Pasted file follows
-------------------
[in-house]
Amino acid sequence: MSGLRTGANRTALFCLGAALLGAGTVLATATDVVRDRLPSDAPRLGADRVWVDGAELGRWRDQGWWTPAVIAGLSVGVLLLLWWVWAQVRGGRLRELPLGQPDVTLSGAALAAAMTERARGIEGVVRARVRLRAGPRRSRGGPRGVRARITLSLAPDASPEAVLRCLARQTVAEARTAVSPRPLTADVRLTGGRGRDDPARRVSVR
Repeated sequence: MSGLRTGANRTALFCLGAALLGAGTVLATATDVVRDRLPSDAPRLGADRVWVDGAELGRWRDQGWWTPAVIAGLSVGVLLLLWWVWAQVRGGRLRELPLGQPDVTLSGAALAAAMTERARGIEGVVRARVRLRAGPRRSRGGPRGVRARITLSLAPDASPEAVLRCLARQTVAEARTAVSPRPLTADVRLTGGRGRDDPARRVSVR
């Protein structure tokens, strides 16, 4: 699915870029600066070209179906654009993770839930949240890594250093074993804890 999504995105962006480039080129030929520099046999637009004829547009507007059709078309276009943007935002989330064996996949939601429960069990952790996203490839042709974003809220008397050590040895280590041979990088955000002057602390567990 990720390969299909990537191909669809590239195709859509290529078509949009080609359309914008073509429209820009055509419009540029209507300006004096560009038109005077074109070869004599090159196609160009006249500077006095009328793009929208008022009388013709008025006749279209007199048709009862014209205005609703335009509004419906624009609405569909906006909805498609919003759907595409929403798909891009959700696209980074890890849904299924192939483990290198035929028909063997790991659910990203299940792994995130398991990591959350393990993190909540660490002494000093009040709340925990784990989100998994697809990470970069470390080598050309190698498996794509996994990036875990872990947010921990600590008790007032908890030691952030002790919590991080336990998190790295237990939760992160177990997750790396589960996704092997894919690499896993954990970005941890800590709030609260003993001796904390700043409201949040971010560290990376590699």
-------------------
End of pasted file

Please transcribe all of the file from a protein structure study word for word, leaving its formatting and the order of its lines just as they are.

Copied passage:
[in-house]
Amino acid sequence: MSGLRTGANRTALFCLGAALLGAGTVLATATDVVRDRLPSDAPRLGADRVWVDGAELGRWRDQGWWTPAVIAGLSVGVLLLLWWVWAQVRGGRLRELPLGQPDVTLSGAALAAAMTERARGIEGVVRARVRLRAGPRRSRGGPRGVRARITLSLAPDASPEAVLRCLARQTVAEARTAVSPRPLTADVRLTGGRGRDDPARRVSVR
Repeated sequence: MSGLRTGANRTALFCLGAALLGAGTVLATATDVVRDRLPSDAPRLGADRVWVDGAELGRWRDQGWWTPAVIAGLSVGVLLLLWWVWAQVRGGRLRELPLGQPDVTLSGAALAAAMTERARGIEGVVRARVRLRAGPRRSRGGPRGVRARITLSLAPDASPEAVLRCLARQTVAEARTAVSPRPLTADVRLTGGRGRDDPARRVSVR
């Protein structure tokens, strides 16, 4: 699915870029600066070209179906654009993770839930949240890594250093074993804890 999504995105962006480039080129030929520099046999637009004829547009507007059709078309276009943007935002989330064996996949939601429960069990952790996203490839042709974003809220008397050590040895280590041979990088955000002057602390567990 990720390969299909990537191909669809590239195709859509290529078509949009080609359309914008073509429209820009055509419009540029209507300006004096560009038109005077074109070869004599090159196609160009006249500077006095009328793009929208008022009388013709008025006749279209007199048709009862014209205005609703335009509004419906624009609405569909906006909805498609919003759907595409929403798909891009959700696209980074890890849904299924192939483990290198035929028909063997790991659910990203299940792994995130398991990591959350393990993190909540660490002494000093009040709340925990784990989100998994697809990470970069470390080598050309190698498996794509996994990036875990872990947010921990600590008790007032908890030691952030002790919590991080336990998190790295237990939760992160177990997750790396589960996704092997894919690499896993954990970005941890800590709030609260003993001796904390700043409201949040971010560290990376590699």